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A Cave with a View (2/2)

Visitors armed with new guidebooks that praise the Sassi’s artisanal traditions sometimes know more about the town’s history than locals whose families were transferred to the modern quarter. I walked by a handsome Renaissance structure with a precipitous view over a low stone wall, and asked a local policeman the building’s name. “Convento di Santa Lucia,” he said, adding that he’d learned it only recently, from Japanese tourists.

At the end of my walk, I looked across the valley, past a stream that had carved out the mountain on which the Sassi clustered, toward terraces of olive and fig trees. They were once cultivated, but now grew wild and unpruned. Across the gorge were weathered limestone caves that had sheltered shepherds since Neolithic times. Not so different from the refurbished grotte behind me, they seemed to mock the idea of human progress.

And yet Matera has an affable commitment to the young and the new. The town increasingly has the feel of a small Bologna. It has a branch of the University of Basilicata and a classical conservatory, whose students’ music pours out as you walk under its windows. This winter, there was an exhibit on Pasolini. Each September, a women’s-fiction festival takes place. A jazz festival, Gezziamoci, runs nearly the whole year, with performances in and around the Sassi, and a national archeological museum, in a former convent, displays the riches of local digs. You can play mini-golf in an underground cistern, and the new restaurants of Matera produce extraordinarily good food, turning what was once shameful into a source of pride. Matera’s cucinapovera contains a lot of chickpeas, fava beans, and crushed peppers. Anespecially delicious dish is called ciallèdd, which, in Matera,traditionally combines eggs, the springy town bread, and flowers that grow in the nearby Murgia. (Yellow asphodels are considered the sweetest.) Restaurants proudly announce their local sourcing, and waiters are happy to tell you the story of your dish, as if a parcel of Northern California had dropped into Basilicata.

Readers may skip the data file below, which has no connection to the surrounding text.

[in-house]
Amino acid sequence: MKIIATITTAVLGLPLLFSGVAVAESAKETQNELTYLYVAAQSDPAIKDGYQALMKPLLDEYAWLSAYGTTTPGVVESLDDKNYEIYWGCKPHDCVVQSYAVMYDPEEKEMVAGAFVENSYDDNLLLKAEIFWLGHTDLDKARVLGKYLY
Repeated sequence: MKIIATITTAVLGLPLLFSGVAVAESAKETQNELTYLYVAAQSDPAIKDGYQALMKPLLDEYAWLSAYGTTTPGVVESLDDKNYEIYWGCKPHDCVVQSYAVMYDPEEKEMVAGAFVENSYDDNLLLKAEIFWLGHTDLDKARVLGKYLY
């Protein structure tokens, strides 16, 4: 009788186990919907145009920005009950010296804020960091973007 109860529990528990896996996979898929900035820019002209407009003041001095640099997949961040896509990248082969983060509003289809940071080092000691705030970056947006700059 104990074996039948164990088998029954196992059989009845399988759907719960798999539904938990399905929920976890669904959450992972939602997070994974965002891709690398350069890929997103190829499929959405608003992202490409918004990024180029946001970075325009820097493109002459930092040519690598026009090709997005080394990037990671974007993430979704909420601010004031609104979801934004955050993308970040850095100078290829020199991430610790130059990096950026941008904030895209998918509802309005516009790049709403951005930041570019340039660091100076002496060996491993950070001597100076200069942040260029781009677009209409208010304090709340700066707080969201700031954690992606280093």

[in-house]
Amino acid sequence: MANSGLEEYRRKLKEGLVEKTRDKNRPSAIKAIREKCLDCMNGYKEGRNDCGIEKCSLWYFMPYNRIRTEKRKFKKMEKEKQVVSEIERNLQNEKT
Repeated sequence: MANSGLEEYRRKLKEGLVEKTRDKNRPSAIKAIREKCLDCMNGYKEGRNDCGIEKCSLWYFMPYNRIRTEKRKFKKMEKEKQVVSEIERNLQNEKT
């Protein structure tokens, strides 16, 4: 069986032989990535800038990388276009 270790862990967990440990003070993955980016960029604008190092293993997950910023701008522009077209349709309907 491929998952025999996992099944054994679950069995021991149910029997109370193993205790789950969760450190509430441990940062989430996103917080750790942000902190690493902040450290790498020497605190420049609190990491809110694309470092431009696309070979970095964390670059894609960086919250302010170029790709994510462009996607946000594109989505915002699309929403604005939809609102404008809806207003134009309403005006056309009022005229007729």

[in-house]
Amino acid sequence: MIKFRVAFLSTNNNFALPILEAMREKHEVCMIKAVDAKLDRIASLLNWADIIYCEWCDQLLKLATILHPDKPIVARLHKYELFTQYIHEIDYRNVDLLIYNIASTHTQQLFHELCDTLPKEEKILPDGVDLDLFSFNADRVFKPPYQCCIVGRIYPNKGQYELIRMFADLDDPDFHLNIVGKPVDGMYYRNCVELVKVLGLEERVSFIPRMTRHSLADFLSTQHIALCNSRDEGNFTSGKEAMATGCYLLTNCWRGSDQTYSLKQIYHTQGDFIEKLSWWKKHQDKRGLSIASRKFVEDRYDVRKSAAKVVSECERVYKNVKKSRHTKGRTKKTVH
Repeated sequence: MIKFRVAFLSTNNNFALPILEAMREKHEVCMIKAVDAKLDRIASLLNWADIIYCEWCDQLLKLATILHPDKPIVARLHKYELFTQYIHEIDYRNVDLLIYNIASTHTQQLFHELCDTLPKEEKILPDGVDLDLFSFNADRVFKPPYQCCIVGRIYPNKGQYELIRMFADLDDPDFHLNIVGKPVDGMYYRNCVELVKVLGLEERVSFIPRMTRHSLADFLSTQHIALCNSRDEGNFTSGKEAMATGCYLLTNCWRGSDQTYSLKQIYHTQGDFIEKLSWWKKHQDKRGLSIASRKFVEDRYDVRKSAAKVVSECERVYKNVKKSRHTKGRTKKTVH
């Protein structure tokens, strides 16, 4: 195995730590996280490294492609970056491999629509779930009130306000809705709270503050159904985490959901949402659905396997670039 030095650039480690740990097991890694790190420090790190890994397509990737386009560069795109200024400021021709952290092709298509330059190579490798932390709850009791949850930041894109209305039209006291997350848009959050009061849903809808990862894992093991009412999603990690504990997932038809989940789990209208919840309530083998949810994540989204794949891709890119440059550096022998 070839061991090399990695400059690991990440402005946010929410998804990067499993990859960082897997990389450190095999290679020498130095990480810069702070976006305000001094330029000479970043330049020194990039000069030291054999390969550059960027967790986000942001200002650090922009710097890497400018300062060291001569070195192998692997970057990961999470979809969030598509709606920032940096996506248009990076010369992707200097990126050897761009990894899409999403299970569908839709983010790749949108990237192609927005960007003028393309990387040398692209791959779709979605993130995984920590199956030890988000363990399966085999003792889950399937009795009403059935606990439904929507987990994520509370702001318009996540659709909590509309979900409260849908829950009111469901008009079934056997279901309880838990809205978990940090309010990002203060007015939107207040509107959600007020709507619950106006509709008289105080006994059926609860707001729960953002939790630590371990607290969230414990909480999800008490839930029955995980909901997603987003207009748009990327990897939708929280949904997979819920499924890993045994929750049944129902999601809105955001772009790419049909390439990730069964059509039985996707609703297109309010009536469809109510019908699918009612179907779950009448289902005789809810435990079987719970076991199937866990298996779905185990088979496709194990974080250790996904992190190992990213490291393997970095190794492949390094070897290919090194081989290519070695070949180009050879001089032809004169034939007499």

This past October, UNESCO named Matera one of its two capitals of European culture for 2019. (The other is Plovdiv, Bulgaria, a city that also traces its history to the Bronze Age.) Previous cultural capitals have included Istanbul and Marseilles, so the recognition is noteworthy for a small town in a region without an airport. The European Union has offered Matera fifty million euros for investment, and tourism will surely rise further.